Health-tech and renewable energy startups aim for China in Melbourne accelerator program

A new accelerator program is set to launch in Melbourne, looking to take Australian startups and push them into the Chinese market.

 

The Global Accelerator Program, founded by Jean Dong, will help startups in predominantly the health tech and renewable energy industries partner with large Chinese companies to launch in China.

 

Dong is the founder of Spark Corporation, an organisation whose goal is to grow the capacity of the Australian and Chinese technology and resource sectors, and Winworld Australia, a company that builds Australian agriculture supply chains and assets.

 

She recently drafted a memorandum of understanding for Australian-Chinese modern agriculture strategic collaboration under the Free Trade Agreement framework and led negotiations between the Australian and Chinese Governments.

 

Dong says she’s since realised there’s a real opportunity for Australian startups to thrive in China – with the right support.

 

“The tradition is for Australian startups to go to America or Europe, where the environment in which you operate, in terms of culture, language and some of the regulations,” Dong says.

 

“I always explain to them, those things are the challenges, but they’re not the real problem. For a local Australian company it’s very difficult to set up a local office, hire staff; the chance of failure is very high.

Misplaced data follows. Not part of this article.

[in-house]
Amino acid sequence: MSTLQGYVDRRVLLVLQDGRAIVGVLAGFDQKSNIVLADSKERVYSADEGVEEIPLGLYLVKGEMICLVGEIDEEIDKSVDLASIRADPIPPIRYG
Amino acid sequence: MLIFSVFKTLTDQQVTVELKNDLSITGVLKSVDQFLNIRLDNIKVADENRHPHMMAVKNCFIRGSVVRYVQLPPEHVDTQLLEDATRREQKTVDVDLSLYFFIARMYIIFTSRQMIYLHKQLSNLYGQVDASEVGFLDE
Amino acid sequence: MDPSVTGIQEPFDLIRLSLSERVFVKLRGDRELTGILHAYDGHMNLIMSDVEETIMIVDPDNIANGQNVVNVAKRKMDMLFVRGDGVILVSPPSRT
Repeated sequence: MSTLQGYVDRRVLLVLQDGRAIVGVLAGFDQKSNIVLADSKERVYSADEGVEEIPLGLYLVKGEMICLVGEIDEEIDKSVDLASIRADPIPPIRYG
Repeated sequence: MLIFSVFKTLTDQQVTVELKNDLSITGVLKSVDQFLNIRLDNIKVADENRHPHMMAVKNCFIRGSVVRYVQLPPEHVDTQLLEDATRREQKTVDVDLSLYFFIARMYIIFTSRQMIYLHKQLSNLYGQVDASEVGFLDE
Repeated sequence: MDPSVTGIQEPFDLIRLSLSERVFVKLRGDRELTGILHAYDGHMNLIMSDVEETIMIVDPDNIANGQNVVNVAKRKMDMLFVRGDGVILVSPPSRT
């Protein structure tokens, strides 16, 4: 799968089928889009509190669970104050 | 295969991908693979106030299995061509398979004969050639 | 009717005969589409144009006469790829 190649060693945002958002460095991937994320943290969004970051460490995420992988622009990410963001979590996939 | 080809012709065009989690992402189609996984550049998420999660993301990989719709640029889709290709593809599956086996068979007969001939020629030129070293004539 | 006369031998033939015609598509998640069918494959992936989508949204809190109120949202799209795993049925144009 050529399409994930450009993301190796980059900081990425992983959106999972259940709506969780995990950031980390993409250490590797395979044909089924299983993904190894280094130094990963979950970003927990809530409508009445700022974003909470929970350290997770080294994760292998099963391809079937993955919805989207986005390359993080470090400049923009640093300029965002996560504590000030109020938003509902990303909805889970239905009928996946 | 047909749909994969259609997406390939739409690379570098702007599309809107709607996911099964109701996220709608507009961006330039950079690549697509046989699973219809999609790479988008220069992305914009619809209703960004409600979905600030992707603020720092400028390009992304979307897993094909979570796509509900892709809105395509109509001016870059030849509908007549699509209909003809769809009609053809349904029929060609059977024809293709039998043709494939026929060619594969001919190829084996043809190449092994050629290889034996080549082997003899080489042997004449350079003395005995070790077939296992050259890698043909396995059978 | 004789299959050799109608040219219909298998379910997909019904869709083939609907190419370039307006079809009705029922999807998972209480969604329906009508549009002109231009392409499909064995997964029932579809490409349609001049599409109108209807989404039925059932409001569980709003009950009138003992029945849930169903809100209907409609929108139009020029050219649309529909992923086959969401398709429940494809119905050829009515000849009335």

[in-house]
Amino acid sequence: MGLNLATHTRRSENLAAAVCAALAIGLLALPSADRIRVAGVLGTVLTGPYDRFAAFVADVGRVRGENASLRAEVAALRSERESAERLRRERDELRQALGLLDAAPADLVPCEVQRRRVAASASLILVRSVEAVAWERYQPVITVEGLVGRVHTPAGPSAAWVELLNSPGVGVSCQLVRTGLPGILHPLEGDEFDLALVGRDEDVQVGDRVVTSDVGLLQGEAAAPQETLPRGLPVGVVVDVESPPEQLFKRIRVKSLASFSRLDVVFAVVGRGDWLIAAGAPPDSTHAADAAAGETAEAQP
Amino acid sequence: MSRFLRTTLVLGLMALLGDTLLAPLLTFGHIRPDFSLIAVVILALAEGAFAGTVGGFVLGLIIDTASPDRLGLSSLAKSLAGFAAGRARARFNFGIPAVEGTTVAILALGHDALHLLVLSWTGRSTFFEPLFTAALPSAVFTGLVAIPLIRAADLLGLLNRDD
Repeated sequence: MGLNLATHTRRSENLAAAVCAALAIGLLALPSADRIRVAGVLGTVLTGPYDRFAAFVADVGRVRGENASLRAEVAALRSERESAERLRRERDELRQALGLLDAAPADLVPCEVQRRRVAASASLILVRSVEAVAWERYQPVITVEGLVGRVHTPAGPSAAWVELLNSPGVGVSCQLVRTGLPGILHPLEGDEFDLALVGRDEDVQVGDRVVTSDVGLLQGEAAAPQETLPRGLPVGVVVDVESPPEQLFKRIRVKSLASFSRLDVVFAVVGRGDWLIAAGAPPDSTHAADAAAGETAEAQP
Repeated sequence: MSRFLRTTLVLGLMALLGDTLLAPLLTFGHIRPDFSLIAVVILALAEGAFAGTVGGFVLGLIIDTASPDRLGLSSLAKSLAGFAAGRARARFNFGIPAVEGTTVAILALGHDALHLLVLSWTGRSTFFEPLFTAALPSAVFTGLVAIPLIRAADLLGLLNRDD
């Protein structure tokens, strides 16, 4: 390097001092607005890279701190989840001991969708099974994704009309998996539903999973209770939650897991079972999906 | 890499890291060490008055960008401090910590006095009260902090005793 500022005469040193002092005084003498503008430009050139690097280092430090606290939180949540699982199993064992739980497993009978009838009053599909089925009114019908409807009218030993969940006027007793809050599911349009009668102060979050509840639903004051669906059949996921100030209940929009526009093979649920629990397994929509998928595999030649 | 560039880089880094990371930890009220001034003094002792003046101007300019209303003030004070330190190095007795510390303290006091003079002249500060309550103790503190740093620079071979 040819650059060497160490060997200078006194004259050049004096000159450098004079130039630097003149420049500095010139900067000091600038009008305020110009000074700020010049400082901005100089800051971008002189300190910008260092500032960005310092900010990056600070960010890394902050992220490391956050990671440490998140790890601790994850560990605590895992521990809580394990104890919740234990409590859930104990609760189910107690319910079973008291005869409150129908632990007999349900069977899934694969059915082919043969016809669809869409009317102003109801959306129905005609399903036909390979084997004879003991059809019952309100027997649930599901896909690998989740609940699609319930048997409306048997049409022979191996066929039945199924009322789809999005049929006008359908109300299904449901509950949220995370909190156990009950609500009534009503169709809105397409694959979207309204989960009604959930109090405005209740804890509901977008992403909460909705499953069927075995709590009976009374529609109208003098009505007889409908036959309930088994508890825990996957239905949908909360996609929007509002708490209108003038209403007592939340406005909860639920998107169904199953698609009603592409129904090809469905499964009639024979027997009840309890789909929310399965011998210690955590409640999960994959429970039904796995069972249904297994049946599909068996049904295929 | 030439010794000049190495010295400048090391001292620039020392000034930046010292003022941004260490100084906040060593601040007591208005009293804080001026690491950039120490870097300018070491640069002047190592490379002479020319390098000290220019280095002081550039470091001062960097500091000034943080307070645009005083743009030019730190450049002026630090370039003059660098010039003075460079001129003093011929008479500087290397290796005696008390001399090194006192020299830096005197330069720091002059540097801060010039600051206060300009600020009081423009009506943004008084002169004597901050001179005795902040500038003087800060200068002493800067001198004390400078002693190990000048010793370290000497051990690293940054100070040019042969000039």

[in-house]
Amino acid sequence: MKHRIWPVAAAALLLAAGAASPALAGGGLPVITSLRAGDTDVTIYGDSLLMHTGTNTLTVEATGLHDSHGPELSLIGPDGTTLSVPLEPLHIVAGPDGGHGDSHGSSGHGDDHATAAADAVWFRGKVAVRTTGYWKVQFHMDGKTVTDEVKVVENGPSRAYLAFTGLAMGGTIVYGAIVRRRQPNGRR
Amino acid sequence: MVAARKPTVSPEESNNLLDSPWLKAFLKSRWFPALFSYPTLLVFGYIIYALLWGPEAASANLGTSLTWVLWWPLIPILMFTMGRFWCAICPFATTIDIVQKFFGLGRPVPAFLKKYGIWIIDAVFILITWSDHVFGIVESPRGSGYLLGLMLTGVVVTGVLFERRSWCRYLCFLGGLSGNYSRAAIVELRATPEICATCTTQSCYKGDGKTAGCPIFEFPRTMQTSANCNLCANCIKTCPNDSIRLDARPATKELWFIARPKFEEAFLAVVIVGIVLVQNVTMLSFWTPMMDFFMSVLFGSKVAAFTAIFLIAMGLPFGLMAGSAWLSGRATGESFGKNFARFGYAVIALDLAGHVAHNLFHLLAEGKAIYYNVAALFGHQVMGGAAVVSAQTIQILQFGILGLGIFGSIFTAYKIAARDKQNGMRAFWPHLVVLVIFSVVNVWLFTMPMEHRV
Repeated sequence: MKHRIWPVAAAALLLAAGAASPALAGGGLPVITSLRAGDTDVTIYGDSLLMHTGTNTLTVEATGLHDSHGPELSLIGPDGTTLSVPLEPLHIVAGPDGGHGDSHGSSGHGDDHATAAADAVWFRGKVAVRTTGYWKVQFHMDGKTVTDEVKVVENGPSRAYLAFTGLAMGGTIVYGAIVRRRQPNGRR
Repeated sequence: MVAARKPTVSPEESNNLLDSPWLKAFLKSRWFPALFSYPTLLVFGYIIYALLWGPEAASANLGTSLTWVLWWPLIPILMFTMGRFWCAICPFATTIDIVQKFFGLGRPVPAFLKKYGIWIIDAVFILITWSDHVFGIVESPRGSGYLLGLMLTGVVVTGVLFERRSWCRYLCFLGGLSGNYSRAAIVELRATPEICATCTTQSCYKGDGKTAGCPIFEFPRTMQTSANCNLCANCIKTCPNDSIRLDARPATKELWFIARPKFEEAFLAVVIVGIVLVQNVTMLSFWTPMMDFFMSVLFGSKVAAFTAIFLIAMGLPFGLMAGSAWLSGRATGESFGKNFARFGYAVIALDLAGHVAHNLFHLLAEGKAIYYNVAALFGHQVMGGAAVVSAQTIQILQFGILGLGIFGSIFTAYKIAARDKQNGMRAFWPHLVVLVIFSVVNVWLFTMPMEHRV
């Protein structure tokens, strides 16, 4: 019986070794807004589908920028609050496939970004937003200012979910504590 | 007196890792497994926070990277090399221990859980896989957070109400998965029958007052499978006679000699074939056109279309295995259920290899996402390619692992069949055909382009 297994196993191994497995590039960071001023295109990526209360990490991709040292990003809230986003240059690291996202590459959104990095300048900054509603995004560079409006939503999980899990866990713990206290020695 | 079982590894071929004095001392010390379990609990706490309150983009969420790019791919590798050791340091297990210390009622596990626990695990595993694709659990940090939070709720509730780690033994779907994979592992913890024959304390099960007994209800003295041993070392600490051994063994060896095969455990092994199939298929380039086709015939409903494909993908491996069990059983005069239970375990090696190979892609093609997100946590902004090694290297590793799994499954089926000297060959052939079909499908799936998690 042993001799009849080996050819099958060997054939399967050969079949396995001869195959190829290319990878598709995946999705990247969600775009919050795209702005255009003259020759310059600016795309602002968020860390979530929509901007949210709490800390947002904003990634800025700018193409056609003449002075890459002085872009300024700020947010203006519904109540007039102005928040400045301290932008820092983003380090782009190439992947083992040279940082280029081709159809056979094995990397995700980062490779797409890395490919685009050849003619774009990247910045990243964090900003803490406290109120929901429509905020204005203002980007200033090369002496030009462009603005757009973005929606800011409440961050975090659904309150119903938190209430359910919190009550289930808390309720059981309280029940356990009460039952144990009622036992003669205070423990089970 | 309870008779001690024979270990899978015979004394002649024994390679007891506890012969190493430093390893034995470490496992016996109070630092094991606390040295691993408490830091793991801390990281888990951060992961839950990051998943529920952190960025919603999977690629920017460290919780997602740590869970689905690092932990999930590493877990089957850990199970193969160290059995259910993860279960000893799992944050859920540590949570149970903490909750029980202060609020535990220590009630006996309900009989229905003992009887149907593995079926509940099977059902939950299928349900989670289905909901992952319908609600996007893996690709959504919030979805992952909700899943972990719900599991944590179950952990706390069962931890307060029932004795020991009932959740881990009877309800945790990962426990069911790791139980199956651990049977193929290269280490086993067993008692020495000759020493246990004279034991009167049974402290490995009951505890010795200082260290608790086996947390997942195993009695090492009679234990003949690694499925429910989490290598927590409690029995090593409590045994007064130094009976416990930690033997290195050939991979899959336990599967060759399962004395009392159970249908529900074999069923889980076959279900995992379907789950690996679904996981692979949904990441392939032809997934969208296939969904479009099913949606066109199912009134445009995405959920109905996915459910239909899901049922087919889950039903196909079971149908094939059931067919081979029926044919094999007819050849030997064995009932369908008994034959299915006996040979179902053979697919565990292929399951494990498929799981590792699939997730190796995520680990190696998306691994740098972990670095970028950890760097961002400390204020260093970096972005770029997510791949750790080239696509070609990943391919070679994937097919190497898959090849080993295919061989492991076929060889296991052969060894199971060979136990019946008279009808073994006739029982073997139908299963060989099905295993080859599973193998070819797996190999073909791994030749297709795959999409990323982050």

“Unfortunately at the moment it is very hard for startups to naturally grow in China. You have to be a top player, and a pretty unique entry into the market.”

 

The program has partnered with a large Chinese venture capital and private equity fund and office facilities in more than 20 major cities in China. Dong wouldn’t discuss the specifics regarding the accelerator’s terms, but says startups will be charged a fee for consulting time and travel expenses, and then fees in the form of equity in the event participation in the program results in investment or partnerships.

 

The program will help startups develop a business plan for the Chinese market, source Chinese investors and facilitate negotiations, provide guidance on local employment and business practices, recruit local employees, and provide advice on how to tailor products to suit Chinese consumers.

 

“Basically we’ll be joining the whole project lifecycle. Heavily involved in negotiating capital funding, designing structure, proposing investment,” Dong says.

 

“Holding their hand when they step into the Chinese market.”

 

Do you know more on this story or have a tip of your own? Raising capital or launching a startup? Let us know. Follow StartupSmart on Facebook, Twitter, and LinkedIn.

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